Harlem vs. Columbia University (Hardcover)

Black Student Power in the Late 1960s

By Stefan M. Bradley

University of Illinois Press, 9780252034527, 272pp.

Publication Date: July 15, 2009

Other Editions of This Title:
Paperback (7/12/2012)

List Price: 95.00*
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Description

In 1968-69, Columbia University became the site for a collision of American social movements. Black Power, student power, antiwar, New Left, and Civil Rights movements all clashed with local and state politics when an alliance of black students and residents of Harlem and Morningside Heights openly protested the school's ill-conceived plan to build a large, private gymnasium in the small green park that separates the elite university from Harlem. Railing against the university's expansion policy, protesters occupied administration buildings and met violent opposition from both fellow students and the police.

In this dynamic book, Stefan M. Bradley describes the impact of Black Power ideology on the Students' Afro-American Society (SAS) at Columbia. While white students--led by Mark Rudd and Students for a Democratic Society (SDS)--sought to radicalize the student body and restructure the university, black students focused on stopping the construction of the gym in Morningside Park. Through separate, militant action, black students and the black community stood up to the power of an Ivy League institution and stopped it from trampling over its relatively poor and powerless neighbors. Bradley also compares the events at Columbia with similar events at Harvard, Cornell, Yale, and the University of Pennsylvania.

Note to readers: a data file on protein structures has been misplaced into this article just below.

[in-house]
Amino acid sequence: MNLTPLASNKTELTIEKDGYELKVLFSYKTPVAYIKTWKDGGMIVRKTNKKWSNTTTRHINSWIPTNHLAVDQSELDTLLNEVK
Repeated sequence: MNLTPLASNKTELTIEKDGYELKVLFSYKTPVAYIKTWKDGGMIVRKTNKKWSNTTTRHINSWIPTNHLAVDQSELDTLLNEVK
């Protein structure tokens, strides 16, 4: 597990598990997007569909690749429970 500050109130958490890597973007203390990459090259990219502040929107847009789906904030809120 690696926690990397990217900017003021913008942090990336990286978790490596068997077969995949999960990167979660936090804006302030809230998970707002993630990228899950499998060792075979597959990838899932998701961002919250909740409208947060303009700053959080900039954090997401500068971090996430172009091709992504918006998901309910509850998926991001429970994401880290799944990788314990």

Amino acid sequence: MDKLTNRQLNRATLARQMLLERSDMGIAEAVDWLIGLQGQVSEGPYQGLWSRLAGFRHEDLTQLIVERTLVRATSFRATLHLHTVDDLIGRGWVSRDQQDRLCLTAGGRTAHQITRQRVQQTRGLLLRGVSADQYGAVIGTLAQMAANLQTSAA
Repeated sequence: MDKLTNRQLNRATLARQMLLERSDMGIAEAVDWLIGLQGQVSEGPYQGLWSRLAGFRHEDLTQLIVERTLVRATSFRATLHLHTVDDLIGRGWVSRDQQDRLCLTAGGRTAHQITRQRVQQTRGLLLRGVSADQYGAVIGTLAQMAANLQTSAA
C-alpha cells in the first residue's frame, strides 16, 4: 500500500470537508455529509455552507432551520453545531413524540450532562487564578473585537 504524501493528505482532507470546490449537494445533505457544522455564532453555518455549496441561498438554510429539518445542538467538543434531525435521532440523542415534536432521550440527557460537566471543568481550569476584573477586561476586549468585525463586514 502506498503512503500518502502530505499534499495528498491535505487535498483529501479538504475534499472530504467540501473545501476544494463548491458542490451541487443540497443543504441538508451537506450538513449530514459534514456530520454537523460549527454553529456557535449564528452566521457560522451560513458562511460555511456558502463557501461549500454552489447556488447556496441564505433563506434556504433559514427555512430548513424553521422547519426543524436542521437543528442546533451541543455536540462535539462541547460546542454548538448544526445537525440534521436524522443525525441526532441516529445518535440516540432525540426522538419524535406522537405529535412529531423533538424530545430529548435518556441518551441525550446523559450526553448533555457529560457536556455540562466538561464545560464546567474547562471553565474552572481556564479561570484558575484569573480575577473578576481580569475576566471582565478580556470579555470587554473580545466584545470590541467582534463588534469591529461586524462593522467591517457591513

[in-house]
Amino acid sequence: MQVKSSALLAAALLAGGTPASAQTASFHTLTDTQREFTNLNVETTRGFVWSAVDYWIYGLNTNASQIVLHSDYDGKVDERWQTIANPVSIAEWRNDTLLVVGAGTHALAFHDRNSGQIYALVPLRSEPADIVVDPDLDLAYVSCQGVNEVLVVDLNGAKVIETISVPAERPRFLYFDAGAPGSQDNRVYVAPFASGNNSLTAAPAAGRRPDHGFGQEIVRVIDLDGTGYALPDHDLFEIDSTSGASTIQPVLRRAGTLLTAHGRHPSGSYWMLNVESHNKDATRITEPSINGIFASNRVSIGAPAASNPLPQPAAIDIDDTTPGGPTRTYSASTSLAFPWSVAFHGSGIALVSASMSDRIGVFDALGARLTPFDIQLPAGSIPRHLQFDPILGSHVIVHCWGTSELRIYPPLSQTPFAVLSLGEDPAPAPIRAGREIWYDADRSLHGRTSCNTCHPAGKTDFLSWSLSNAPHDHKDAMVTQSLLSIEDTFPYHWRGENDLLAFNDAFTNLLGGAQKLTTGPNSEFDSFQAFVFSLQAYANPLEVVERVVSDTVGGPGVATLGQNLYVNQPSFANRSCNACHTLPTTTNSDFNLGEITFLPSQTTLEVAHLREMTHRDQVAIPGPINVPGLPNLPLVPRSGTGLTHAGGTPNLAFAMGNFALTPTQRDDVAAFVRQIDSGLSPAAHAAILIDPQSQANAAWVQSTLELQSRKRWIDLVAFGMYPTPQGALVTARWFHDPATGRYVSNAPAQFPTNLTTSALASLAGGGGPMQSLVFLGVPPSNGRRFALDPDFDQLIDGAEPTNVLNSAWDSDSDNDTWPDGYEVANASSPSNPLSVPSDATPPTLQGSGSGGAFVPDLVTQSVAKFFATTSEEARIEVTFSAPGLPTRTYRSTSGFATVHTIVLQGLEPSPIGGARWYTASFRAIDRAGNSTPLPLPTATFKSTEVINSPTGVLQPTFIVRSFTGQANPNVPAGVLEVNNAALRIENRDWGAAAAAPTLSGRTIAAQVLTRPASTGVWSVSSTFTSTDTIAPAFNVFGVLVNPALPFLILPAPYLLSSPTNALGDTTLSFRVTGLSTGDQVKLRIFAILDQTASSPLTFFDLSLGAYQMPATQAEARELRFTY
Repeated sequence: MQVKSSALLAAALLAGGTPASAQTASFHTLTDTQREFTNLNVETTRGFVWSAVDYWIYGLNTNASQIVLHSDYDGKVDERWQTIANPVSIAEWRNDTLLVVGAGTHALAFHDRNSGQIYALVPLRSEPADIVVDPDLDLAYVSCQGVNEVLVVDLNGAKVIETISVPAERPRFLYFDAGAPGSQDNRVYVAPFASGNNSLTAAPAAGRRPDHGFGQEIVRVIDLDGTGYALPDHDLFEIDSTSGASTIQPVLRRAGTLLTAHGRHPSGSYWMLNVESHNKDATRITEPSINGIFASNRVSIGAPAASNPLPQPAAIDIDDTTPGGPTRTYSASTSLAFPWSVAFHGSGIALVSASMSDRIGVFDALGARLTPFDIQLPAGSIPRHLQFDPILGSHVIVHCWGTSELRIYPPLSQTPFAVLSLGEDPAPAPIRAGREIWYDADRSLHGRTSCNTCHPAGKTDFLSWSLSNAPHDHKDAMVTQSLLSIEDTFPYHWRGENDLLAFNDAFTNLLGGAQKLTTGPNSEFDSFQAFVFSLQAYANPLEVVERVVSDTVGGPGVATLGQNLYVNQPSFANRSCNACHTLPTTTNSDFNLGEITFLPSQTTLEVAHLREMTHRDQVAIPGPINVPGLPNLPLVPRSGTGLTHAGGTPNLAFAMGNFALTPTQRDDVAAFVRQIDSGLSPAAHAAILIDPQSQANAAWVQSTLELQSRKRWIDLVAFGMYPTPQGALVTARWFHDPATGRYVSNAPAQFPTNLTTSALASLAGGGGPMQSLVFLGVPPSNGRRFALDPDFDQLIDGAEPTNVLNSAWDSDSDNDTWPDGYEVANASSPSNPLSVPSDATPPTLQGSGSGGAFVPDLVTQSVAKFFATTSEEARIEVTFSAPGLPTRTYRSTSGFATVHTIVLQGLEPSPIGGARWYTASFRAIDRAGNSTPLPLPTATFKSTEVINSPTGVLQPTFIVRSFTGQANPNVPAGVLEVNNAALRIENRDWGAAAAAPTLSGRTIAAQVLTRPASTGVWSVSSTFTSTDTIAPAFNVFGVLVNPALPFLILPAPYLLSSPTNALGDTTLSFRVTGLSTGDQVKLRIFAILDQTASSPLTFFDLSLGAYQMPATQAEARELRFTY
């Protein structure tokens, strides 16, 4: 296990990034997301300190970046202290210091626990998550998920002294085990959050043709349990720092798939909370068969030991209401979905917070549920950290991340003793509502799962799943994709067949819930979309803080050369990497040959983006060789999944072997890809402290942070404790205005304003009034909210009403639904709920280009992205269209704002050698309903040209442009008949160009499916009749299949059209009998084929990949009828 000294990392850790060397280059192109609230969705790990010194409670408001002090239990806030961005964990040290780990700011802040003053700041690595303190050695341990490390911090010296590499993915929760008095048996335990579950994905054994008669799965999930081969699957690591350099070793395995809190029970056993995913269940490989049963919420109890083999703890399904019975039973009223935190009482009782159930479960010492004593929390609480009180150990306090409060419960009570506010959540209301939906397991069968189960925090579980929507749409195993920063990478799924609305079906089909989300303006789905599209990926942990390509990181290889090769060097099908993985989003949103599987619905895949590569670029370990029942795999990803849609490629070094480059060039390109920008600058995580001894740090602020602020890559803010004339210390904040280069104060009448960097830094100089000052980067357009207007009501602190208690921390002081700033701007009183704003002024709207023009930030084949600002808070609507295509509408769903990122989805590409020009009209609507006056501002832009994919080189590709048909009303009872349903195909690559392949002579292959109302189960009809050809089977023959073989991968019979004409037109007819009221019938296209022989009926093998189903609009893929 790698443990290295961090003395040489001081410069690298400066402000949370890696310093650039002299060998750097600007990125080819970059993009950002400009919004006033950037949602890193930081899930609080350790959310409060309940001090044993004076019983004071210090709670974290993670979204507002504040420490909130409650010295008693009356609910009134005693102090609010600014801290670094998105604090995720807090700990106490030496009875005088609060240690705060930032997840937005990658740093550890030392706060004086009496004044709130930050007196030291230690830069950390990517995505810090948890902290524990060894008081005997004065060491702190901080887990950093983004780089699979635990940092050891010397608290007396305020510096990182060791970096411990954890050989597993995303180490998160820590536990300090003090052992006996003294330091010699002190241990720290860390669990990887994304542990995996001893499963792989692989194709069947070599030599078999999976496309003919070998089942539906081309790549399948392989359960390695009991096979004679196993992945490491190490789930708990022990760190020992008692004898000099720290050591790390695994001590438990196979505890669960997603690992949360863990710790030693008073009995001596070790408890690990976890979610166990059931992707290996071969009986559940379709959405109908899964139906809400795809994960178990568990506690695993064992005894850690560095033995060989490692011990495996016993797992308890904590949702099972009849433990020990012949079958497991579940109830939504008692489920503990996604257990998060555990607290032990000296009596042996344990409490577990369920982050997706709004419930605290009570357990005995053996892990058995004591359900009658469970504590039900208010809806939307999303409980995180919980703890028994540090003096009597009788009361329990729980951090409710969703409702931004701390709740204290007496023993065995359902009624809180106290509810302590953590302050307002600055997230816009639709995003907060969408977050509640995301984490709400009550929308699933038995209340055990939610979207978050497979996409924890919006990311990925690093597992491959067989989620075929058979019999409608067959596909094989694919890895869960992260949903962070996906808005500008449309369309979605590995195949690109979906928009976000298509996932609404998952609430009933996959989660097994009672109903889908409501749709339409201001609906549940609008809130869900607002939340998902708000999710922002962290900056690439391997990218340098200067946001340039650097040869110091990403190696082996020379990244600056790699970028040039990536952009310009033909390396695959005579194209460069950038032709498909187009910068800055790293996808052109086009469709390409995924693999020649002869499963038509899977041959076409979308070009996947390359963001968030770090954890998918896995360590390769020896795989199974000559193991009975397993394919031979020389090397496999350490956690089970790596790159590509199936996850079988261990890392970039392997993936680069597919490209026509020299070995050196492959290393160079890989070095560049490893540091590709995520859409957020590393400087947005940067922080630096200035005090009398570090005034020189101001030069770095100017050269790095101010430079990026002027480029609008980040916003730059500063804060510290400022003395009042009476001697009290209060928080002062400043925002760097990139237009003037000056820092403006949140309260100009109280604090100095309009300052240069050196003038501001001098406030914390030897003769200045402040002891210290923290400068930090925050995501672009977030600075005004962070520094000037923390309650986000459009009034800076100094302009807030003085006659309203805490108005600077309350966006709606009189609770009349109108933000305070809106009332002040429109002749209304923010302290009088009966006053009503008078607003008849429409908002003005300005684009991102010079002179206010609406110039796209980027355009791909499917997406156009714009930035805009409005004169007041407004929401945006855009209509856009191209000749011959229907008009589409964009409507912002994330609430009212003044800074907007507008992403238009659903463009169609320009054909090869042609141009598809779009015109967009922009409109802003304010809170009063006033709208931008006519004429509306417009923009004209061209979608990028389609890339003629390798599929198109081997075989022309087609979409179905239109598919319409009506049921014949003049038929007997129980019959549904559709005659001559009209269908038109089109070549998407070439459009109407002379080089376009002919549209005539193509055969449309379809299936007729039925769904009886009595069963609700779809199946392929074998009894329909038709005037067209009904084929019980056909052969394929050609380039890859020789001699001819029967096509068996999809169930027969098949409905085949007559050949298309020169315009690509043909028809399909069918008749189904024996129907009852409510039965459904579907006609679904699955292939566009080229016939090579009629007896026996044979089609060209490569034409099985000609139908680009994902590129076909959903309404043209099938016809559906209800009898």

About the Author

Stefan M. Bradley is an associate professor of history and African American studies at Saint Louis University.



Praise For Harlem vs. Columbia University: Black Student Power in the Late 1960s

"A valuable scholarly contribution chronicling one of the most tumultuous periods in America's racial history."--The Journal of Blacks in Higher Education

"Essential reading for anyone interested in student and community activism, university housing policies in urban areas, the Black Power and New Left movements, and U.S. history in the 1960s."
--Journal of African American History



"Harlem vs. Columbia, helps to expand our conception of the Black Studies Movement; and allows broader questions to be asked about Black Student Power. . . .  A useful contribution to the literature on the Black Power movement, student activism and the history of Black Studies."--Journal of African American Studies

"A valuable and long overdue addition to the historiography of 1960s student protest."--Labour/Le Travail


 "Bradley has done an admirable job in presenting an often overlooked movement at Columbia University and at a number of other Ivies."--H-Net Reviews

"An important in-depth look at the racial dimensions of the Columbia student protest."--H-1960s